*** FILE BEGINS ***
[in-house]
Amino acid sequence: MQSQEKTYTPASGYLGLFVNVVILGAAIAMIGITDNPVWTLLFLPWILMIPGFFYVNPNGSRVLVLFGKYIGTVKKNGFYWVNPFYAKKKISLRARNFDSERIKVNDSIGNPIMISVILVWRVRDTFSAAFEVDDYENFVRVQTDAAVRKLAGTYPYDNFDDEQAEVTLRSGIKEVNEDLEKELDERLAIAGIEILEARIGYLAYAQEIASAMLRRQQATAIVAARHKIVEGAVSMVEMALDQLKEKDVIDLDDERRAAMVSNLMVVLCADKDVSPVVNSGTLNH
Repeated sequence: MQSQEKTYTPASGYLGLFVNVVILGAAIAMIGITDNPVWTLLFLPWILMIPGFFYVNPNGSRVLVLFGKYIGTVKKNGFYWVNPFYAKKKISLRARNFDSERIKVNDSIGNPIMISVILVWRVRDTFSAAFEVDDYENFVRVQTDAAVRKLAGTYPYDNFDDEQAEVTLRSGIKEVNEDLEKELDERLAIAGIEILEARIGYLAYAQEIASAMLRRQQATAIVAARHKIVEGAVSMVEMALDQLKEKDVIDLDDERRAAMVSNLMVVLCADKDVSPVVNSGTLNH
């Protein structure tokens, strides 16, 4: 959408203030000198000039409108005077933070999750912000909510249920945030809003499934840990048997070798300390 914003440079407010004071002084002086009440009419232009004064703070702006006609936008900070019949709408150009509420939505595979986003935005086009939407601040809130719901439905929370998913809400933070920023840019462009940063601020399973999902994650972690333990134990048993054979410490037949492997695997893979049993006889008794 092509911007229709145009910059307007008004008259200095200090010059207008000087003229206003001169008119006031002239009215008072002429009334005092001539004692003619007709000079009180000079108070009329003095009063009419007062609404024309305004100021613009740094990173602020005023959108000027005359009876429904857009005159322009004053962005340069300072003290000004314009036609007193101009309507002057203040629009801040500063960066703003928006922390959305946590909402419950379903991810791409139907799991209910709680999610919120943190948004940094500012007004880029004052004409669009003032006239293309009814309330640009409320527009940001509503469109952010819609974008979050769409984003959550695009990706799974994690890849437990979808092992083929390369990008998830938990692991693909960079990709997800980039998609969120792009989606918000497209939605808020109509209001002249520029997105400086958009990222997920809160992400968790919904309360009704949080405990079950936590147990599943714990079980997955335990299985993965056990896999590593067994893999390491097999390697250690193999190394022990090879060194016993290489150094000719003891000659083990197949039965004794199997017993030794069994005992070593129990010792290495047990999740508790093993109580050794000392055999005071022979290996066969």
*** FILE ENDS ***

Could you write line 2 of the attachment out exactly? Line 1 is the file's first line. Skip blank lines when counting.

Amino acid sequence: MQSQEKTYTPASGYLGLFVNVVILGAAIAMIGITDNPVWTLLFLPWILMIPGFFYVNPNGSRVLVLFGKYIGTVKKNGFYWVNPFYAKKKISLRARNFDSERIKVNDSIGNPIMISVILVWRVRDTFSAAFEVDDYENFVRVQTDAAVRKLAGTYPYDNFDDEQAEVTLRSGIKEVNEDLEKELDERLAIAGIEILEARIGYLAYAQEIASAMLRRQQATAIVAARHKIVEGAVSMVEMALDQLKEKDVIDLDDERRAAMVSNLMVVLCADKDVSPVVNSGTLNH